Bound in each blossom and the green of the lawn
Is a message for the whole world to see
Witnessed by each person who beholds the dawn
Or every bush, plant, and flower, each tree
The deer, the rabbits, the birds of the morning
So many testify of its coming
As God brings new life, His gracious performing
Is heard in their songs, sounds, and humming
Nature displays in graphic depiction
How God brings life after death
Look up at His Son and His cruel crucifixion
As He yielded and breathed His last breath
The cold of the tomb could only envelope
God in the flesh for so long
The faithful writers with words develop
How a dirge became a victory song
“He is not here! He is risen!”
The angels their chorus related
His grave was a powerless prison
His disciples would soon be elated!
The good news spread like a blanket of flowers
In the field of men’s hearts full of trust
It still bursts forth in fruitful bowers
That new life can spring up from the dust
Dear friend, you may be in the winter of despair
The icy grip of sin bringing guilt and strife
Believe that the Son can make your skies fair
Defeat death and bringing you new life!
"The Lord’s lovingkindnesses indeed never cease, For His compassions never fail. They are new every morning; Great is Your faithfulness. 'The Lord is my portion,' says my soul, 'Therefore I have hope in Him'" (Lamentations 3:22-24, NASB).
We’ve all heard the age-old advice to drink eight cups of water a day. But if you fall short of drinking your 64 ounces, don’t worry. New information published in the journal Science suggests that advice is wrong anyway.
The results of this new research says that for most healthy adults, drinking eight cups of water a day is completely unnecessary. The advice is misguided in part because it doesn’t take into account all the water we get from our food as well as other beverages like coffee and tea. The research found that our water needs vary from one person to the next depending on factors like age, gender, size, physical activity, and the climate we live in.
The advice to drink eight cups of water a day stems from a 1945 recommendation from the Food and Nutrition Board of the National Research Council, which encouraged adults to consume about 64 ounces of water daily.
The advice is so widely ingrained that many companies use it to market products. We can buy 64-ounce water bottles designed to motivate us to drink the equivalent of eight cups of water daily. There are even water-bottle sensors that will track our water intake and remind us to “hydrate” every 30 to 40 minutes.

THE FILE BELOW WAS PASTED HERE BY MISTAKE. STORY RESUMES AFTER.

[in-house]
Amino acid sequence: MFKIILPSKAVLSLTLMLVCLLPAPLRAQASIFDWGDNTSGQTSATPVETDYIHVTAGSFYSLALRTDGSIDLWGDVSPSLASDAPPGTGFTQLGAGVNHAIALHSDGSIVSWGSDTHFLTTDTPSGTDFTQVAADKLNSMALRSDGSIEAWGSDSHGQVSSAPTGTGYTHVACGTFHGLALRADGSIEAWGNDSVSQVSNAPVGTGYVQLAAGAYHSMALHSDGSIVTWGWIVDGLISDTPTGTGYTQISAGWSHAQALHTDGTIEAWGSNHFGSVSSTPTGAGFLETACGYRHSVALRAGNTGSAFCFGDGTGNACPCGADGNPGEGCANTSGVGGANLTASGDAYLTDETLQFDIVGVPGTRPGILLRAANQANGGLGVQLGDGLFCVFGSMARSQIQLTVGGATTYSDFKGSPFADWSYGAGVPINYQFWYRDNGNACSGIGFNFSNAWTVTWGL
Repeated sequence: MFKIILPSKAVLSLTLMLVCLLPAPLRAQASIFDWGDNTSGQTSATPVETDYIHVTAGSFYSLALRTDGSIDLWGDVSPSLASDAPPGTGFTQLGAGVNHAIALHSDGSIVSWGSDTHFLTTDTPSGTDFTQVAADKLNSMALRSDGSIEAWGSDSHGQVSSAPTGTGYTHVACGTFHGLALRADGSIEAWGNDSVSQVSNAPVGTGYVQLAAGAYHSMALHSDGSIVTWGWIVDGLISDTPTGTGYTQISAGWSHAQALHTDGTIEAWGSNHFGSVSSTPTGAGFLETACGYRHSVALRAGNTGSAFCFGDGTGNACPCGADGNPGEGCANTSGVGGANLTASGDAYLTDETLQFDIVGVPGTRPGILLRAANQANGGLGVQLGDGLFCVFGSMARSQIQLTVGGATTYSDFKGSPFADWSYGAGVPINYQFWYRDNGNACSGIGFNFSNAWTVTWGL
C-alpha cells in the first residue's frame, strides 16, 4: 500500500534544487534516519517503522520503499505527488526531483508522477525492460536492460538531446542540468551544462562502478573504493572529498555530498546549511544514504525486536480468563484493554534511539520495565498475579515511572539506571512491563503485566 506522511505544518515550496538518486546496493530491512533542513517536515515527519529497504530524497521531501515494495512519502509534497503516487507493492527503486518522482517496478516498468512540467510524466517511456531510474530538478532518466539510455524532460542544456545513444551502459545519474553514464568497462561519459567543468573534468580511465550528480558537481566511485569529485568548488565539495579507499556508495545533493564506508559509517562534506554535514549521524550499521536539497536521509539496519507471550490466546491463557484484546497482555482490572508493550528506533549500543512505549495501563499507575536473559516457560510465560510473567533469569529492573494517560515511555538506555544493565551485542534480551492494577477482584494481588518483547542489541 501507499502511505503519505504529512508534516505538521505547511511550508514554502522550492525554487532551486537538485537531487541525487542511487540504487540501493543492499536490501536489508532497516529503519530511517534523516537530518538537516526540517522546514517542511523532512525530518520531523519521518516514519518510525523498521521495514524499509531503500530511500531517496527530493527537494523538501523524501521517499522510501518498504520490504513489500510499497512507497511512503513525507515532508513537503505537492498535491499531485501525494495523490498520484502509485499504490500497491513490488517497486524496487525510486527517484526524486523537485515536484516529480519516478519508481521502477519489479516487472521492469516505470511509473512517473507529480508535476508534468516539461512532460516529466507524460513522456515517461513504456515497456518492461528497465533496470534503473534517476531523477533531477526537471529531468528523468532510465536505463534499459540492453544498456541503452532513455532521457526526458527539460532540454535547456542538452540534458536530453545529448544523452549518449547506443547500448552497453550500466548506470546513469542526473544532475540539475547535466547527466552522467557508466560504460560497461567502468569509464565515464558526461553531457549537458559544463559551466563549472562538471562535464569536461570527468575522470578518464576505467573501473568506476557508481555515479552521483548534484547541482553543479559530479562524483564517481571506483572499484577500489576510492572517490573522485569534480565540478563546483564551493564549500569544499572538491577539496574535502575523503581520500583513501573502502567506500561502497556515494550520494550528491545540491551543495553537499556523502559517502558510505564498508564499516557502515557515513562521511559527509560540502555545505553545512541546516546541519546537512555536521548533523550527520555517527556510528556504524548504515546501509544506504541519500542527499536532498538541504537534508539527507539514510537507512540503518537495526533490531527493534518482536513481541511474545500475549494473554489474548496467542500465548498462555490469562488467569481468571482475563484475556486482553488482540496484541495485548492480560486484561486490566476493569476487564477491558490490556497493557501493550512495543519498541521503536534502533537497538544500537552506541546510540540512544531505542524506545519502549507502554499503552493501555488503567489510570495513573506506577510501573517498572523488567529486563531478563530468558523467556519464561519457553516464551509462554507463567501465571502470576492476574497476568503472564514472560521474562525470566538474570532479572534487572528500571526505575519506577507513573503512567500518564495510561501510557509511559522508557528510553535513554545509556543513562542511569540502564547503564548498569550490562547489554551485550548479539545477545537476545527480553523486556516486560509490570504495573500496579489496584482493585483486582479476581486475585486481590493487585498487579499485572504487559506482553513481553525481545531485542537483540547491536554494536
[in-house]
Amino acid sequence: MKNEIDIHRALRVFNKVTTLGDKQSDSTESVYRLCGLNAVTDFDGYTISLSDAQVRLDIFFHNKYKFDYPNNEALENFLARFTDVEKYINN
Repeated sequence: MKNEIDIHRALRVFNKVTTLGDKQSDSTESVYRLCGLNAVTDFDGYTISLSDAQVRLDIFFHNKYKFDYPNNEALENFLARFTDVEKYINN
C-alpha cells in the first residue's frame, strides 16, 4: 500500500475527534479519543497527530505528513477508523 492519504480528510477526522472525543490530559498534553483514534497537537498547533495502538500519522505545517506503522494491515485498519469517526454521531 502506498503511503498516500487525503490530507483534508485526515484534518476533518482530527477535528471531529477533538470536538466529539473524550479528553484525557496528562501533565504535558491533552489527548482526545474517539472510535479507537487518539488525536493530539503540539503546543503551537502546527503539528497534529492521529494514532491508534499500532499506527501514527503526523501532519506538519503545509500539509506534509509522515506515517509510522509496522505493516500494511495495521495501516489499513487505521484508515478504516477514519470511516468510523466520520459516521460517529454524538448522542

"So how much water should you drink?" asks Washington Post journalist Anahad O’Connor. "The answer is simple according to this research: Drink when you’re thirsty. Prioritize water. Try to avoid sugary drinks. Coffee and tea are fine. Keep in mind that we get water from our food as well. Some water-rich foods are fruits, vegetables, beans, yogurt, brown rice, and soups."
This research helps us learn how much H2O we really need. But what about our need for Living Water, as Jesus describes Himself. How much of that water do we really need?
We both drink of Him, once unto salvation, and we drink of Him daily, moment by moment, unto our sustanence and sanctification.
Prioritize the Living Water! Come to Him. Drink Him in, and you will never thirst again! What other motivation do we need to drink a steady stream from this well?
As Jesus said to the woman at the well,“Everyone who drinks of this water will be thirsty again, but whoever drinks of the water that I will give him will never be thirsty again. The water that I will give him will become in him a spring of water welling up to eternal life.” The woman said to him, “Sir, give me this water, so that I will not be thirsty or have to come here to draw water” (John 4:13-15, ESV).
A recent viral video posted on Youtube sets forth a beautiful picture of stopping to enjoy the simple things in life. A tiny toddler is walking his dog when he comes across a puddle. Torn between the responsibility to continue walking the dog or stopping to enjoy the moment, he decides to set the leash down, taking several trips back and forth through the puddle. Once he's satisfied, he walks back over to his dog, picks up the leash and continues on. It's a must see!*
*Click the link to source to watch video. If you show the video illustratively, we found it more effective to show it without the music, which can prove to be a distraction from the poiniency of the moment.
Notice that when the boy was done enjoying the puddle, the dog and the leash were still there waiting for him. Sometimes it's necessary to break away from the burdens and cares of life to simply enjoy a time of rest. Never fear, the leash of life's responsibilities will always be there waiting. But sometimes, you just need to set it down and enjoy a refreshing puddle.
"And he said to them, “Come away by yourselves to a desolate place and rest a while.” For many were coming and going, and they had no leisure even to eat" (Mark 6:31, ESV).